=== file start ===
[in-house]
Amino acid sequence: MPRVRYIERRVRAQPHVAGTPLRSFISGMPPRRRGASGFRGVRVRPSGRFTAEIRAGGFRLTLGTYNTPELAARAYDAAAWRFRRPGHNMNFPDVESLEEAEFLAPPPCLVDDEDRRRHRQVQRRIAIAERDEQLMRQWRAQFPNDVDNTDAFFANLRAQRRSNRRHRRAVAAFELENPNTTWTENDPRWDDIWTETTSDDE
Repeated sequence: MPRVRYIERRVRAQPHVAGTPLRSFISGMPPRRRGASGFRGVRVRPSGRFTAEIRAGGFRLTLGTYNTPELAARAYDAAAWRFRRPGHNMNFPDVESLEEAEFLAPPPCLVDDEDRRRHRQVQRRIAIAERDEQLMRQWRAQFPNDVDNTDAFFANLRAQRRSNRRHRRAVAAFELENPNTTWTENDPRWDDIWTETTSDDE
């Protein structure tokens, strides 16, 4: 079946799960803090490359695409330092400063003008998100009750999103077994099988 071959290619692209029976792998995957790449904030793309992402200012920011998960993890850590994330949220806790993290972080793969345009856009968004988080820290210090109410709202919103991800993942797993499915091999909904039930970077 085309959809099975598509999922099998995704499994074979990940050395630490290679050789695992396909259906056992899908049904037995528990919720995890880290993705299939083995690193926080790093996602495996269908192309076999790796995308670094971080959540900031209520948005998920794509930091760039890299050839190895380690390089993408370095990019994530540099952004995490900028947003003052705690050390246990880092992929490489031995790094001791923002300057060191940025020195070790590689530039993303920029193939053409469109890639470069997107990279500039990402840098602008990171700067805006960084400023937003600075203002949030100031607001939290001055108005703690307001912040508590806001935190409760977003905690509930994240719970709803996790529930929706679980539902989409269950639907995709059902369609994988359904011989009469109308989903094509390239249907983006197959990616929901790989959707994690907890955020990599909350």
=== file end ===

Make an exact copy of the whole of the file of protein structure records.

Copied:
[in-house]
Amino acid sequence: MPRVRYIERRVRAQPHVAGTPLRSFISGMPPRRRGASGFRGVRVRPSGRFTAEIRAGGFRLTLGTYNTPELAARAYDAAAWRFRRPGHNMNFPDVESLEEAEFLAPPPCLVDDEDRRRHRQVQRRIAIAERDEQLMRQWRAQFPNDVDNTDAFFANLRAQRRSNRRHRRAVAAFELENPNTTWTENDPRWDDIWTETTSDDE
Repeated sequence: MPRVRYIERRVRAQPHVAGTPLRSFISGMPPRRRGASGFRGVRVRPSGRFTAEIRAGGFRLTLGTYNTPELAARAYDAAAWRFRRPGHNMNFPDVESLEEAEFLAPPPCLVDDEDRRRHRQVQRRIAIAERDEQLMRQWRAQFPNDVDNTDAFFANLRAQRRSNRRHRRAVAAFELENPNTTWTENDPRWDDIWTETTSDDE
């Protein structure tokens, strides 16, 4: 079946799960803090490359695409330092400063003008998100009750999103077994099988 071959290619692209029976792998995957790449904030793309992402200012920011998960993890850590994330949220806790993290972080793969345009856009968004988080820290210090109410709202919103991800993942797993499915091999909904039930970077 085309959809099975598509999922099998995704499994074979990940050395630490290679050789695992396909259906056992899908049904037995528990919720995890880290993705299939083995690193926080790093996602495996269908192309076999790796995308670094971080959540900031209520948005998920794509930091760039890299050839190895380690390089993408370095990019994530540099952004995490900028947003003052705690050390246990880092992929490489031995790094001791923002300057060191940025020195070790590689530039993303920029193939053409469109890639470069997107990279500039990402840098602008990171700067805006960084400023937003600075203002949030100031607001939290001055108005703690307001912040508590806001935190409760977003905690509930994240719970709803996790529930929706679980539902989409269950639907995709059902369609994988359904011989009469109308989903094509390239249907983006197959990616929901790989959707994690907890955020990599909350």